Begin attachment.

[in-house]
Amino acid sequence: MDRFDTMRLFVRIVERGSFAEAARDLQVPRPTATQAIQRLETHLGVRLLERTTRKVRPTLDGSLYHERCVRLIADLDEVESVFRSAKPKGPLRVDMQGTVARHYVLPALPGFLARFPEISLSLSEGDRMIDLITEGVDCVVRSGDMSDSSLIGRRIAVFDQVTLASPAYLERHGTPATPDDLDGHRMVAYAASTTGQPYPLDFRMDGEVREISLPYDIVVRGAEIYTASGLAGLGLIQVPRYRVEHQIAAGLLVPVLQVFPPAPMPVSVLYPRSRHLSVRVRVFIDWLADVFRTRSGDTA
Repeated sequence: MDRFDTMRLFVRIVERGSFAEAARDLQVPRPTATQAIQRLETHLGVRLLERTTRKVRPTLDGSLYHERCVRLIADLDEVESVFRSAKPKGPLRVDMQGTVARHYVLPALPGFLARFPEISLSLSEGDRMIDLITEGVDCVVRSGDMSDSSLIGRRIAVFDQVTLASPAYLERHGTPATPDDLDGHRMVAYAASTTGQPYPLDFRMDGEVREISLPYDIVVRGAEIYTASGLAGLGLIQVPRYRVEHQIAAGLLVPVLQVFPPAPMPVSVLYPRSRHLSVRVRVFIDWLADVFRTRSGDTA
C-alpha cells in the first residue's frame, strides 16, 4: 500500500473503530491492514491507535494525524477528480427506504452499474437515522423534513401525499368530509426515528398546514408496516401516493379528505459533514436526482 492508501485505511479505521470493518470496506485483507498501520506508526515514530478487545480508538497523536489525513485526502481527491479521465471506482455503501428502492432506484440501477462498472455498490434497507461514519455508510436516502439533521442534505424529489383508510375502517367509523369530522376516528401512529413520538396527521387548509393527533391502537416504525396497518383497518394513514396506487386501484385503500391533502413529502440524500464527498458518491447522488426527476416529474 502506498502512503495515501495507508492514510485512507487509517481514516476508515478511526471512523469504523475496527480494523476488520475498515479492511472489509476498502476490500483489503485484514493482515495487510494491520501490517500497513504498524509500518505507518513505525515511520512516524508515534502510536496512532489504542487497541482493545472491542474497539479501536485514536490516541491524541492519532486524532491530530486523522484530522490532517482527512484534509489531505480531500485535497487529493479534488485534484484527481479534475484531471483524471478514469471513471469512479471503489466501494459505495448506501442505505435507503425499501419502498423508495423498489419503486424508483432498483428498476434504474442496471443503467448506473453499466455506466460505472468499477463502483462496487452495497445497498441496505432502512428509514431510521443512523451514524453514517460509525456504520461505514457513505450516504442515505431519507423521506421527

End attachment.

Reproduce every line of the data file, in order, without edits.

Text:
[in-house]
Amino acid sequence: MDRFDTMRLFVRIVERGSFAEAARDLQVPRPTATQAIQRLETHLGVRLLERTTRKVRPTLDGSLYHERCVRLIADLDEVESVFRSAKPKGPLRVDMQGTVARHYVLPALPGFLARFPEISLSLSEGDRMIDLITEGVDCVVRSGDMSDSSLIGRRIAVFDQVTLASPAYLERHGTPATPDDLDGHRMVAYAASTTGQPYPLDFRMDGEVREISLPYDIVVRGAEIYTASGLAGLGLIQVPRYRVEHQIAAGLLVPVLQVFPPAPMPVSVLYPRSRHLSVRVRVFIDWLADVFRTRSGDTA
Repeated sequence: MDRFDTMRLFVRIVERGSFAEAARDLQVPRPTATQAIQRLETHLGVRLLERTTRKVRPTLDGSLYHERCVRLIADLDEVESVFRSAKPKGPLRVDMQGTVARHYVLPALPGFLARFPEISLSLSEGDRMIDLITEGVDCVVRSGDMSDSSLIGRRIAVFDQVTLASPAYLERHGTPATPDDLDGHRMVAYAASTTGQPYPLDFRMDGEVREISLPYDIVVRGAEIYTASGLAGLGLIQVPRYRVEHQIAAGLLVPVLQVFPPAPMPVSVLYPRSRHLSVRVRVFIDWLADVFRTRSGDTA
C-alpha cells in the first residue's frame, strides 16, 4: 500500500473503530491492514491507535494525524477528480427506504452499474437515522423534513401525499368530509426515528398546514408496516401516493379528505459533514436526482 492508501485505511479505521470493518470496506485483507498501520506508526515514530478487545480508538497523536489525513485526502481527491479521465471506482455503501428502492432506484440501477462498472455498490434497507461514519455508510436516502439533521442534505424529489383508510375502517367509523369530522376516528401512529413520538396527521387548509393527533391502537416504525396497518383497518394513514396506487386501484385503500391533502413529502440524500464527498458518491447522488426527476416529474 502506498502512503495515501495507508492514510485512507487509517481514516476508515478511526471512523469504523475496527480494523476488520475498515479492511472489509476498502476490500483489503485484514493482515495487510494491520501490517500497513504498524509500518505507518513505525515511520512516524508515534502510536496512532489504542487497541482493545472491542474497539479501536485514536490516541491524541492519532486524532491530530486523522484530522490532517482527512484534509489531505480531500485535497487529493479534488485534484484527481479534475484531471483524471478514469471513471469512479471503489466501494459505495448506501442505505435507503425499501419502498423508495423498489419503486424508483432498483428498476434504474442496471443503467448506473453499466455506466460505472468499477463502483462496487452495497445497498441496505432502512428509514431510521443512523451514524453514517460509525456504520461505514457513505450516504442515505431519507423521506421527